Sword Art Online is an anime about an RPG MMO. If you don’t know what those acronyms mean, then stop reading. Actually, if you don’t’ know what RPG MMO means, I really got to wonder how you ended up at this blog. Maybe you need to check a browser setting, run a virus check, or adjust your mouse sensitivity, because you are in the wrong spot. If you are in the right spot, then you need to know that I’m probably going to say things about this series that could be considered spoilers. You can’t adjust your mouse to avoid that, but if you are afraid of spoilers, then walk away from the computer and call your mother. She worries about you.
Anyway, in Sword Art Online the players control the games through an immersive headset that cuts them off from the real world but allows them to control their player as if it was their real body. Only in this game something has gone wrong. Shortly after launch, the game wouldn’t let players log out. They are now trapped in the game while their real bodies are lying/sitting in the real world with the headset on. To up the ante, if the headset is taken off, they die. Also, if they are killed in the game, they die. The game creator doesn’t tell them why he did this, but the only way they can get out is to defeat the game.
The story mainly follows a player named Kirito as he wanders through the game. He was a beta player, so he knows the game better than most of the other players. He is also a loner, not affiliated with a group or guild. This is an important part of the story.
This review covers the first half of the first season.
I liked more about this series than I disliked. Maybe I’m predisposed to like something like this because I’m a constantly recovering and relapsing MMO addict. There are two things this series is doing so far that I like – it is giving me a character arc and it is giving me a variety.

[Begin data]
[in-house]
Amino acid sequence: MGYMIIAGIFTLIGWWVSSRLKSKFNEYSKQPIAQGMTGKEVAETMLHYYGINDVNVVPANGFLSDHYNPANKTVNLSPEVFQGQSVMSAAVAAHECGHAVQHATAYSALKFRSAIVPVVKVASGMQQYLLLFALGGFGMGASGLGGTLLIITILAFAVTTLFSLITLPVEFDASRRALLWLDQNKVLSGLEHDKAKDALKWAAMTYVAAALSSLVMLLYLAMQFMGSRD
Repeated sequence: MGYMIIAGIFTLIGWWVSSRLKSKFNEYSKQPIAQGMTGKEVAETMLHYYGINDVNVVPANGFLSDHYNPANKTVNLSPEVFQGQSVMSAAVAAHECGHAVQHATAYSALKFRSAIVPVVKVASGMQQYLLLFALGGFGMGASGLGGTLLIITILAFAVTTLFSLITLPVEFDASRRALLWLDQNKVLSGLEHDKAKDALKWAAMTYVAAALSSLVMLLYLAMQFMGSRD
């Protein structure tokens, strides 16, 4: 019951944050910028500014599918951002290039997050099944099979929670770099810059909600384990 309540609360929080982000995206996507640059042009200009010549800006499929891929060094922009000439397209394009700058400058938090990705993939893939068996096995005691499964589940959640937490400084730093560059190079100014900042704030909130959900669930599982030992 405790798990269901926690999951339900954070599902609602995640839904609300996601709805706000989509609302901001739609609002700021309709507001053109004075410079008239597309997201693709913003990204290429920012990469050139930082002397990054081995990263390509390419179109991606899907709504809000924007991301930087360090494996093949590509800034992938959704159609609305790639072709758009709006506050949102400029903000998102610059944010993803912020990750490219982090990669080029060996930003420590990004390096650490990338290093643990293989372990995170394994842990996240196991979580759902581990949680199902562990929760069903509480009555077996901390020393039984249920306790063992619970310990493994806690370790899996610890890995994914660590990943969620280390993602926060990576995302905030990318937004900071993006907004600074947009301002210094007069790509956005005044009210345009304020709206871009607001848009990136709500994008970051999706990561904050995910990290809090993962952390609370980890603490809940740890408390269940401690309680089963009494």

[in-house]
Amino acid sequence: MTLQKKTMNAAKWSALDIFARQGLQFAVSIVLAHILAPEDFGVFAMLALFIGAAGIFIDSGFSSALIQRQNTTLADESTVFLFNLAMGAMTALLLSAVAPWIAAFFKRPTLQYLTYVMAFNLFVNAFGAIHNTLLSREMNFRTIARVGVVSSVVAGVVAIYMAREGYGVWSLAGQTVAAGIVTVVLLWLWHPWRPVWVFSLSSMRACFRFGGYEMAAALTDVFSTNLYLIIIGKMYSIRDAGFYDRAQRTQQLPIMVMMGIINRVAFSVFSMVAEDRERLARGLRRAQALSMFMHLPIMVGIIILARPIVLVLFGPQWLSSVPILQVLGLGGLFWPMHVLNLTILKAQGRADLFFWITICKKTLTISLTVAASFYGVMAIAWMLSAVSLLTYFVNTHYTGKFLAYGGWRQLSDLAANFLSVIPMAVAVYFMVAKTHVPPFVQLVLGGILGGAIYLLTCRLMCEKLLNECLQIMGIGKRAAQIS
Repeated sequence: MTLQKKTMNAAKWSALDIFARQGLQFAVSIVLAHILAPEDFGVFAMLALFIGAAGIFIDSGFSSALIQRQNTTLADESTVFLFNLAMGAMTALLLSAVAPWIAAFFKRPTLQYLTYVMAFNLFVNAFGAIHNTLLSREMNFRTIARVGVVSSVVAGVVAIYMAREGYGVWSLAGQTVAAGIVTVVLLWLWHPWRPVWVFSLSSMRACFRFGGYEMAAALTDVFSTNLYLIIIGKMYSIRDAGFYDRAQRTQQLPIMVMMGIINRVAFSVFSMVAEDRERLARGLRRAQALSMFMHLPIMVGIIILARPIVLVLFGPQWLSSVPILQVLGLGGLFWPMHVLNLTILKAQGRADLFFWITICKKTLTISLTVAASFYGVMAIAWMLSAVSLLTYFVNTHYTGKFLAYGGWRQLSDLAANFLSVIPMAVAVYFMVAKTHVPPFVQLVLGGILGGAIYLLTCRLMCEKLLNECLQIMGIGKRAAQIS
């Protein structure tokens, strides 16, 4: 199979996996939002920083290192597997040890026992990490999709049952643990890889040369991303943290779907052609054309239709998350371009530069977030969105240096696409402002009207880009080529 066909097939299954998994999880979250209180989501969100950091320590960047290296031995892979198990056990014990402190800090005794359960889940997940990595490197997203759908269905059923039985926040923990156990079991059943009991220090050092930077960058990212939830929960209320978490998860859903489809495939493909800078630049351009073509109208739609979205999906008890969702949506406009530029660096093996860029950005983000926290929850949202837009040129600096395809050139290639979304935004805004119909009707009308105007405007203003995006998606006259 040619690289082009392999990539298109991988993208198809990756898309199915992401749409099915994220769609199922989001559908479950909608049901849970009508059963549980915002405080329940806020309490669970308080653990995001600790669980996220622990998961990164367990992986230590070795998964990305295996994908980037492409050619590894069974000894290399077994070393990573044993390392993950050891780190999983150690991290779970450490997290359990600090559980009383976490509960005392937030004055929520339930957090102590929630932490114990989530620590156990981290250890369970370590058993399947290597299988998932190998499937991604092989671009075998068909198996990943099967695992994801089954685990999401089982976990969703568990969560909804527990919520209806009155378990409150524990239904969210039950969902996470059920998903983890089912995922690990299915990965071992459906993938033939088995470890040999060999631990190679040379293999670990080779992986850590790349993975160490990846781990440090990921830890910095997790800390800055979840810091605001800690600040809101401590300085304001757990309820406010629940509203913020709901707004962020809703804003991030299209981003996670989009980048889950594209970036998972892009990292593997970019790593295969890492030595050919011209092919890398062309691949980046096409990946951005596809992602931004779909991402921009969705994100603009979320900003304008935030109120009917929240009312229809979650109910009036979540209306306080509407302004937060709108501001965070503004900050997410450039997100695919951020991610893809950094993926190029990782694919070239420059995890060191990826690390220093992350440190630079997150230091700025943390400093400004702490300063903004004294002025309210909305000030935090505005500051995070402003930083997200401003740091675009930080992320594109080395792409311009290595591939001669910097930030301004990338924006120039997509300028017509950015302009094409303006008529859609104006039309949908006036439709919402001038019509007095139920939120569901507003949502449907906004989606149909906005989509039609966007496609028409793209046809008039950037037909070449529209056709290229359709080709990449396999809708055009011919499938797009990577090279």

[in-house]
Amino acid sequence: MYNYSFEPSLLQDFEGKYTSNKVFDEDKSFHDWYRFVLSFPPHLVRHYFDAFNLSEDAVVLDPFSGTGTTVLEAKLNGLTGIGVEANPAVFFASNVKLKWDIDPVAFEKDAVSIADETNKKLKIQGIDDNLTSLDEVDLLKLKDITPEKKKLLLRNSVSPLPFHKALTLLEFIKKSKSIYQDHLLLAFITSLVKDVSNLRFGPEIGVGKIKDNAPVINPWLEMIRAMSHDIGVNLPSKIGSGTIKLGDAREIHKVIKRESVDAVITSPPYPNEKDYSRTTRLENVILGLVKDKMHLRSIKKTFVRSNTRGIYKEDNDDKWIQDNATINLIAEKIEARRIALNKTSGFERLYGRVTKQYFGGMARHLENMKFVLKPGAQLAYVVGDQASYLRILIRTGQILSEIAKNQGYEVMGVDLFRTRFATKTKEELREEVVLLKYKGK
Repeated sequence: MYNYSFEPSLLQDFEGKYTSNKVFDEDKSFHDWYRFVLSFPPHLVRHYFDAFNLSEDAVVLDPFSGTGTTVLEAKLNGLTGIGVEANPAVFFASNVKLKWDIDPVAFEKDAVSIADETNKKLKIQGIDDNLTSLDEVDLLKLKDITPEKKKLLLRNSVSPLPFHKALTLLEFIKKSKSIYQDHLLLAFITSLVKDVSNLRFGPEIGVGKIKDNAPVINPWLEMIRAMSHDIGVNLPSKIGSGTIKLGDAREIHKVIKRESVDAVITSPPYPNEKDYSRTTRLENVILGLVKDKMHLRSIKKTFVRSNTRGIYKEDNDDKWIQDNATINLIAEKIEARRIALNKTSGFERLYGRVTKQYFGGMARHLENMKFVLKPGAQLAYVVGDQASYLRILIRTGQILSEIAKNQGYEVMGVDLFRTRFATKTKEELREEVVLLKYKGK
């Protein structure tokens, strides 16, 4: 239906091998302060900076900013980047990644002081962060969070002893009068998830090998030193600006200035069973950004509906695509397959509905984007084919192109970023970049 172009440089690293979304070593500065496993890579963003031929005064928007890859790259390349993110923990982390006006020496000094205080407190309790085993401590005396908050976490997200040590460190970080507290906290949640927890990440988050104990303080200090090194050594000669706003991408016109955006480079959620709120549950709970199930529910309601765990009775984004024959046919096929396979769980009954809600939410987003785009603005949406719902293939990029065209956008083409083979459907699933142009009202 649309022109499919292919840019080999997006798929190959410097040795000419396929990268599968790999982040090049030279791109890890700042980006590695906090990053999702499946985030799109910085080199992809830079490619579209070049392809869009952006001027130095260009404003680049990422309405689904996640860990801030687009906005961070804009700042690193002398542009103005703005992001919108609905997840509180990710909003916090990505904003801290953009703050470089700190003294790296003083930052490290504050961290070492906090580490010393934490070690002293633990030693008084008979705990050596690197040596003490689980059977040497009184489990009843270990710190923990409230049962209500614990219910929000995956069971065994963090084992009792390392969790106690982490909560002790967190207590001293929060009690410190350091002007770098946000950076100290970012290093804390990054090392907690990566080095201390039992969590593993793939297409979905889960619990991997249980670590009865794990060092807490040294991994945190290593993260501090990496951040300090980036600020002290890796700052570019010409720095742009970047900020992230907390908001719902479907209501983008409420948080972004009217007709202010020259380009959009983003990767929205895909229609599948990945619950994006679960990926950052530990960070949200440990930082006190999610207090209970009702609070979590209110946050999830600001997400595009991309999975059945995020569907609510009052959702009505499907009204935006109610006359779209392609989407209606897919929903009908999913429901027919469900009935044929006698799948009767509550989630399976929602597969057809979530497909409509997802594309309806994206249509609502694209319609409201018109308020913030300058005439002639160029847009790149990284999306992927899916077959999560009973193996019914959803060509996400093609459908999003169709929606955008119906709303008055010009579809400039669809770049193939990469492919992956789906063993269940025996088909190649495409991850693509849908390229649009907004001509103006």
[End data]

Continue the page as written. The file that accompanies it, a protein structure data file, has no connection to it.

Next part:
Early on Kirito resists grouping up with anybody, then when he does it goes badly. He feels immense guilt about this, and resists doing so again. Then he meets a girl who he hits it off with, but she is kind of his opposite. She is a high ranking member of a large guild who are devoted to fighting on the front lines to defeat the game and free the players. At this point, the players have been trapped in the game for nearly two years. The story shifts from being about the game to being about their relationship and their relationship to their seemingly hopeless situation.
The other interesting thing the story is doing is variety. This could very easily be a series where the story is about dungeon delving, running quests, or fighting the big boss. While there are some episodes where this happens, there are also episodes that deal with how people are dealing and coping with their situation. People set up businesses, they become criminals, or they simply go fishing. This doesn’t sound like much, but it gives an anime about a game a very human feel.
The art and animation is very average. Backgrounds a flat, not textured, and the color pallet is limited. The style is to animation what Calibri is to fonts – serviceable, sturdy, and won’t get in the way of anything else. The character design, creature design, and environment design all have this generic quality. Now I don’t demand that all anime be art – in fact when they try it most often fails, but I would like a little more wow when I watch.
There are some things that are just odd to me. This might be a reflection of culture differences, or just odd narrative choices. First, player loyalty to their guild is really important. The guild can dictate almost everything a player does. When players try to exercise freewill, it is viewed as an aberration and as the player being very disloyal. This drives several of the main plot points or character decisions in the first part of this series.
I like how they make game mechanics (health point bars, inventory, crafting skills) as being important. If you had to live like this, these ways of getting things done would be just as important in life as things like how to microwave a dinner, or drive a cars are in real life.
I’m giving this series 3.5 out of 5 stars for the first part of the series. So far it has interesting characters involved in an interesting set of circumstances. They are managing to avoid the epidemic of endless angst meaningless inner monologs that is so common in anime (yes, I’m looking at you Attack On Titan). I’ve just got to the point where there is a major plot point and I’m very interested to see where they take the story from here.